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Thu Apr 22, 2021, 04:14 PM

Climate Change Could Cut World Economy by $23 Trillion in 2050, Insurance Giant Warns

The effects of climate change can be expected to shave 11 percent to 14 percent off global economic output by 2050 compared with growth levels without climate change, according to a report from Swiss Re, one of the world’s largest providers of insurance to other insurance companies. That amounts to as much as $23 trillion in reduced annual global economic output worldwide as a result of climate change.

Some Asian nations could have one-third less wealth than would otherwise be the case, the company said. “Our analysis shows the potential costs that economies could face should governments fail to act more decisively on climate,” said Patrick Saner, who is in charge of global macroeconomic forecasts for Swiss Re.
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If countries succeed at holding average global temperature increases to less than two degrees Celsius above preindustrial levels — the goal set by the 2015 Paris accord, an agreement among nations to fight climate change — economic losses by midcentury would be marginal, according to Swiss Re. The company found that most countries’ economies would be no more than 5 percent smaller than would otherwise be the case.

But current emission levels are far from those targets. Global temperatures are likely to increase as much 2.6 degrees by 2050 based on current trajectories, Swiss Re reported.

https://www.nytimes.com/2021/04/22/climate/climate-change-economy.html

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Reply Climate Change Could Cut World Economy by $23 Trillion in 2050, Insurance Giant Warns (Original post)
SunSeeker Apr 22 OP
ffr Apr 22 #1
SunSeeker Apr 22 #7
ProfessorGAC Apr 22 #2
SunSeeker Apr 22 #3
ProfessorGAC Apr 22 #4
SunSeeker Apr 22 #5
panader0 Apr 22 #6

Response to SunSeeker (Original post)

Thu Apr 22, 2021, 04:24 PM

1. I always look at the real danger as being lack of fresh drinking water

Without it, you can kiss growing human populations good-bye.

It's not glamorous, but the Insurance Industry forecasts their losses so they better know what rates to charge. Good luck with that Miami condo on the bay!

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Response to ffr (Reply #1)

Thu Apr 22, 2021, 06:13 PM

7. Yes, and the human population is definitely growing.

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Response to SunSeeker (Original post)

Thu Apr 22, 2021, 04:25 PM

2. And, There Is The Lever!!!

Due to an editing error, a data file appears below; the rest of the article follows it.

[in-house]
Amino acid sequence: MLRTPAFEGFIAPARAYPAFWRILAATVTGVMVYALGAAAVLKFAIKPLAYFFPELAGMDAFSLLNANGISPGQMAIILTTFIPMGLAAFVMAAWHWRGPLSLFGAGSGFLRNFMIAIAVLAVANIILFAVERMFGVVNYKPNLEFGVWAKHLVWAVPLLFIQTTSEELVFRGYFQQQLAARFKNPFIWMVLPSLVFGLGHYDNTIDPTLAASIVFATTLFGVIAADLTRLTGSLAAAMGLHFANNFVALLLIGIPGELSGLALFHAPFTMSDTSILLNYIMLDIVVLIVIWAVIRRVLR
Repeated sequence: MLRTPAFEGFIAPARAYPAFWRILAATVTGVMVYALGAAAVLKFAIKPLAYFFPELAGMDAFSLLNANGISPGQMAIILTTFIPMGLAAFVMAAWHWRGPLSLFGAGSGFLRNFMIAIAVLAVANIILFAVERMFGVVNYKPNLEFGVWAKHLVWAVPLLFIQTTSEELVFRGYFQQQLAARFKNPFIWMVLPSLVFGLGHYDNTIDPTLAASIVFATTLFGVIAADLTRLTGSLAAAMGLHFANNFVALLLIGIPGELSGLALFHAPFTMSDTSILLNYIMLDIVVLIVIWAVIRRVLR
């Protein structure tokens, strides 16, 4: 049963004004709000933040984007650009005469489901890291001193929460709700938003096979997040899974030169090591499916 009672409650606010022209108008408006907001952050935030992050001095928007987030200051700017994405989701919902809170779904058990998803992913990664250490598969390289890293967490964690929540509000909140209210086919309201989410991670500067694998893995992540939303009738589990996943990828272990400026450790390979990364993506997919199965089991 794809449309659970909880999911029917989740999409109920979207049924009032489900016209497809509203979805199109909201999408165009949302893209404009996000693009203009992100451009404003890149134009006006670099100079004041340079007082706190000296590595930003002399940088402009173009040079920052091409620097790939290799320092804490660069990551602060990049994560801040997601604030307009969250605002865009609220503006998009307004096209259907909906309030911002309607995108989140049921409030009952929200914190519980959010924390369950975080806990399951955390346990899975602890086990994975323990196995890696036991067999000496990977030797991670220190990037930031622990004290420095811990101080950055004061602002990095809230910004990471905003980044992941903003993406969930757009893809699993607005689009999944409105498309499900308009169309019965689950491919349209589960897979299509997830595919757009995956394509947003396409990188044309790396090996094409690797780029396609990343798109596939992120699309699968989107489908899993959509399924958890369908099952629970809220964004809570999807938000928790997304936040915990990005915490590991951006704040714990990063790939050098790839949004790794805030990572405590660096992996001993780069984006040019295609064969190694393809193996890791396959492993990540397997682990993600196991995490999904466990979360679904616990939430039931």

I've been hoping for quite some time that private enterprise would put forth a quantified analysis of the COST of not confronting this issue.
$23 trillion, even if debatable, will get attention, especially if that cost is proportional to a country's fraction of global GDP. And that figure can't possibly be debated as greater than 10-15% overstated.
Plus, it's important this is out forty by a large corporation. Not a university study, not from an environmental activist group, not a think tank, nor government agency.
People whose job it is to assess financial risk & profit potential are putting out this warning.
An insurance company putting a price tag on it.
Very important.

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Response to ProfessorGAC (Reply #2)

Thu Apr 22, 2021, 04:37 PM

3. Insurance companies are concerned because know climate change will cost them massive CA$H.

As noted in the article:

For hazards where confidence of a direct link with global warming is medium/high, such as heat waves, wildfires, droughts and torrential rainfall, we are adjusting our pricing model,” Jerome Jean Haegeli, Swiss Re’s chief economist, said in a statement.

The projections could also influence investments by Swiss Re and other insurance companies, which collectively manage about $30 trillion in assets, according to Mr. Haegeli


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Response to SunSeeker (Reply #3)

Thu Apr 22, 2021, 04:44 PM

4. Agreed!

I was just stating the importance of this coming from someone with a profit motive.
Much harder for the Randian crackpots to dismiss as an "ivory tower" guess, when it's a giant corporation sounding the alarm.
Their motivation to do these projections is based on dollars & cents. Everyone understands something about $ & ˘.

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Response to ProfessorGAC (Reply #4)

Thu Apr 22, 2021, 06:01 PM

5. Yup, human misery means nothing to corporations, but money does! nt

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Response to SunSeeker (Original post)

Thu Apr 22, 2021, 06:09 PM

6. My daughter works for the Federal Reserve Bank and they have a climate commission

to study the effects of climate change on world economies. She was chosen to represent her
branch of the FRB. There are huge amounts of money involved.

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